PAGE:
What is the Gold Dust Plant?

The gold dust plant (Aucuba Japonica) is an evergreen shrub native to forests. It grows well in USDA hardiness zones 6a – 10b, but you can also thrive indoors with proper care. Its glossy, green leaves are speckled with gold and have a striking appearance. The stem is thin and spindly; if you allow the plant to grow tall, the stem will have to be staked.

Outdoors, the plant can grow up to 10 feet tall. As a houseplant, it should be pruned to the desired height. Although slow-growing, the plant can get leggy, so it must be constantly pruned in the spring to keep its size under control.

God Dust Plant Care sheet

Alternate names: spotted laurel, Japanese laurel, gold dust plant.

Gold dust plant care guide - growthLight Requirements

This beautiful plant needs bright but filtered light and a somewhat cool room temperature to thrive. I once put my plant outdoors in bright sun and it lost every single leaf!

However, the good news is, this is the only big mistake you could make in your gold dust plant care routine. If you keep it away from sunlight, you’re golden!

How Often Should you Water it?

The Aucuba japonica should be kept in slightly moist soil and watered once or twice per week during the growing season, depending on temperature and dryness. If you are a beginner gardener and the whole business of watering plants is the thing that keeps you from building a beautiful indoor garden, then check out our guide on best watering times, tips, and tricks!

Gold dust plant care guide - propagationBest Soil for Aucuba Japonica

A well-draining, organic potting soil is the right medium for gold dust plant care. If you are interested in the best potting soils you can get for your plant, check out our reviews and buying guide!


You can fertilize the gold dust plant once per month in the growing season with a water-soluble fertilizer.


If you wish to propagate the plant, water is not the best medium.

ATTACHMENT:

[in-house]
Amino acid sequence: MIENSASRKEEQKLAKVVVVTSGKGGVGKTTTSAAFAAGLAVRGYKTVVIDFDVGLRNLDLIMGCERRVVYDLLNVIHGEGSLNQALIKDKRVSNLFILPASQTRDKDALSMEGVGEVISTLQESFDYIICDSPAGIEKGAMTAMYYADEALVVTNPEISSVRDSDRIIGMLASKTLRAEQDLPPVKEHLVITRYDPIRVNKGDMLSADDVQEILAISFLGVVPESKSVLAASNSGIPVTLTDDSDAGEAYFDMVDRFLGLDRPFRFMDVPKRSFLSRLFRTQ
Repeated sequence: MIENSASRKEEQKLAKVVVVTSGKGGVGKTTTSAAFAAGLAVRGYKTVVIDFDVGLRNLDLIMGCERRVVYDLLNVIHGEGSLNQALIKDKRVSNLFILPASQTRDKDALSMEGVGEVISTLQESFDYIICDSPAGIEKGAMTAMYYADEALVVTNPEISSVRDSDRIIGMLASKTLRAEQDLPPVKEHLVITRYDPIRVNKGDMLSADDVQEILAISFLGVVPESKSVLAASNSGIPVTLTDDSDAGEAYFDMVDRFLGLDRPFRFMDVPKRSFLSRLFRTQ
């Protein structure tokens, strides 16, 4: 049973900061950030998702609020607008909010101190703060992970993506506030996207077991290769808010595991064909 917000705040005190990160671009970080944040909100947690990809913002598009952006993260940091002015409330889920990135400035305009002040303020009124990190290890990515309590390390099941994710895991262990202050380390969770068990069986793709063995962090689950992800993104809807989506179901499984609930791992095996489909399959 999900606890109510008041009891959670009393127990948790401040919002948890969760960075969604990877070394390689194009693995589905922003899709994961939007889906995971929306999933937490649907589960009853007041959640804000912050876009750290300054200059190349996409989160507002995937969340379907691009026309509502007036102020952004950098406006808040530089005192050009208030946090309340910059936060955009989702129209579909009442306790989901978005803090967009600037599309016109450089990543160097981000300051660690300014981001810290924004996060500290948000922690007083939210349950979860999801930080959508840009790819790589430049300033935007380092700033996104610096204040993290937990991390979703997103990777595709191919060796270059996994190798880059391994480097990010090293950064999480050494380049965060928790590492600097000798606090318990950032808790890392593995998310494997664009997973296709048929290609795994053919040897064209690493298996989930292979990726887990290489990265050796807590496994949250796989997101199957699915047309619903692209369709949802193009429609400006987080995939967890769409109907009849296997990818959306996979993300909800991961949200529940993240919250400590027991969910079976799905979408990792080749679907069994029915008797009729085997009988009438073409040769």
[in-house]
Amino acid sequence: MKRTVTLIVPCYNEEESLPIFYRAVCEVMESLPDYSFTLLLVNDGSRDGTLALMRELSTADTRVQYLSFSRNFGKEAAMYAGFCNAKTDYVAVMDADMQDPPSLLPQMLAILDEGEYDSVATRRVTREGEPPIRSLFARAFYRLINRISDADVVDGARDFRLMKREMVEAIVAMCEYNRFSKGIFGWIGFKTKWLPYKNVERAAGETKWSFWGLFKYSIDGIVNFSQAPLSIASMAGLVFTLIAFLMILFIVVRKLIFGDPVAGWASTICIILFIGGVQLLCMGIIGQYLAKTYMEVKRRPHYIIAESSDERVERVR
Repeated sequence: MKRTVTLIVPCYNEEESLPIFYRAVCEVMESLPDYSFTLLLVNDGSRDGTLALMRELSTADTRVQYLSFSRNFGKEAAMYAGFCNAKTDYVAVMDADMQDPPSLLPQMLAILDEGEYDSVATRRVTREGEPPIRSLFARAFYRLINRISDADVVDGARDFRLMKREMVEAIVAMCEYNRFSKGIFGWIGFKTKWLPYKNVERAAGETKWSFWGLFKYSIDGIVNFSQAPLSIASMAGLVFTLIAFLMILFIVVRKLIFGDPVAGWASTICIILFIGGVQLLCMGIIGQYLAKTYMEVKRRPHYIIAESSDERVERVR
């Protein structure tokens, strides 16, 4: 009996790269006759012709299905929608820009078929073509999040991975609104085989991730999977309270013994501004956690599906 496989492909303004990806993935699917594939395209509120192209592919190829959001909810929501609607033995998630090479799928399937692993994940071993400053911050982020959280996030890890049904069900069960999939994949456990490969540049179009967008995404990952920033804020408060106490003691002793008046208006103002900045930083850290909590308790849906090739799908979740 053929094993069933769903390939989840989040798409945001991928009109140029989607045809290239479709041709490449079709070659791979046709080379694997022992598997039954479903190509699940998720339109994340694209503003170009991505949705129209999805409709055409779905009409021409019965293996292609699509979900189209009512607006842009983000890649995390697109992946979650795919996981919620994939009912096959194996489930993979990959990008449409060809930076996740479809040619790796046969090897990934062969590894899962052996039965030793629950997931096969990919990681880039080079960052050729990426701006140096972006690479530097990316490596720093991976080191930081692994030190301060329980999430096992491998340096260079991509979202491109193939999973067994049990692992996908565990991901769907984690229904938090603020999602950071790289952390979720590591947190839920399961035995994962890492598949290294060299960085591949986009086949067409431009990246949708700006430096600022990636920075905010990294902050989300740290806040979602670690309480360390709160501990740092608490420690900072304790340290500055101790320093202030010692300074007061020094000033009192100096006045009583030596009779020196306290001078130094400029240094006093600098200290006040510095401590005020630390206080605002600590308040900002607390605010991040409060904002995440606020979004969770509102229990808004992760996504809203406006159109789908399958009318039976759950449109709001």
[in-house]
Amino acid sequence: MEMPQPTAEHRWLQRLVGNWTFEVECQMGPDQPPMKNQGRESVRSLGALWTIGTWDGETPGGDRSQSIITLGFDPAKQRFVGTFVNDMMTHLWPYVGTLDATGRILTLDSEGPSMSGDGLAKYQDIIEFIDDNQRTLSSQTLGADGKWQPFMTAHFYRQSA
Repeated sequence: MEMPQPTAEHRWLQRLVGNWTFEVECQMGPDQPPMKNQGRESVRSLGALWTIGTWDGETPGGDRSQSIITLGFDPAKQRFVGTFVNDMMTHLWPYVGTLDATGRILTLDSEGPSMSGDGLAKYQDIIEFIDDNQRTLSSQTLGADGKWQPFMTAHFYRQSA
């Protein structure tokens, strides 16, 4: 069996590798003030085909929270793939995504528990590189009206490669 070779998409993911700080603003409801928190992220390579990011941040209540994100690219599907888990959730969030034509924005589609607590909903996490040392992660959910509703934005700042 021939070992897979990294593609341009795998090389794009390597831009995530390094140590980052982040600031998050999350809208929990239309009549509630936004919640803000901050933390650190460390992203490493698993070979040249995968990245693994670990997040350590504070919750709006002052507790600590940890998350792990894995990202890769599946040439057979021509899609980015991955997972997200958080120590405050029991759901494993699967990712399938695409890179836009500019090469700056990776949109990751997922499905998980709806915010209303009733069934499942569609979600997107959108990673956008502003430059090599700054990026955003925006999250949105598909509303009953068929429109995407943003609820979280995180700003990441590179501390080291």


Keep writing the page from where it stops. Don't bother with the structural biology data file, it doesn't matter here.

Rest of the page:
Take a cutting, remove the lower leaves from the cutting and root it in soil mixed with vermiculite and peat moss, making sure that the leaves are above the soil.

Water and place the pot in a plastic bag to mimic a greenhouse effect and keep it away from direct sunlight.

Mist the plant as necessary to keep the soil moist.

If you want some help, we are sure our guide on the best rooting hormones for plant propagation will give you a clearer idea of what products to use and how to use them. Before you buy any rooting hormone, however, make sure you understand well if the product works well with and for your golden dust plant. Follow the instructions carefully and even discuss it with the manufacturer in case some things remain unclear.

Gold Dust Plant Frequently Asked Questions

Now, let’s answer some of the most frequently asked questions regarding the gold dust plant and its care!

Is the gold dust plant toxic to pets?

For more information, check out our guide on gorgeous but deadly flowers and plants you should not keep in the proximity of your pets. Just like any plants, the gold dust plant contains substances that can be harmful to dogs and cats when ingested and can lead to vomiting, nausea, dizziness, motor incoordination, and more. The same rule applies to all house plants and pets: keep them at a safe distance from each other!

Why do the aucuba plant’s leaves turn black? Is it normal?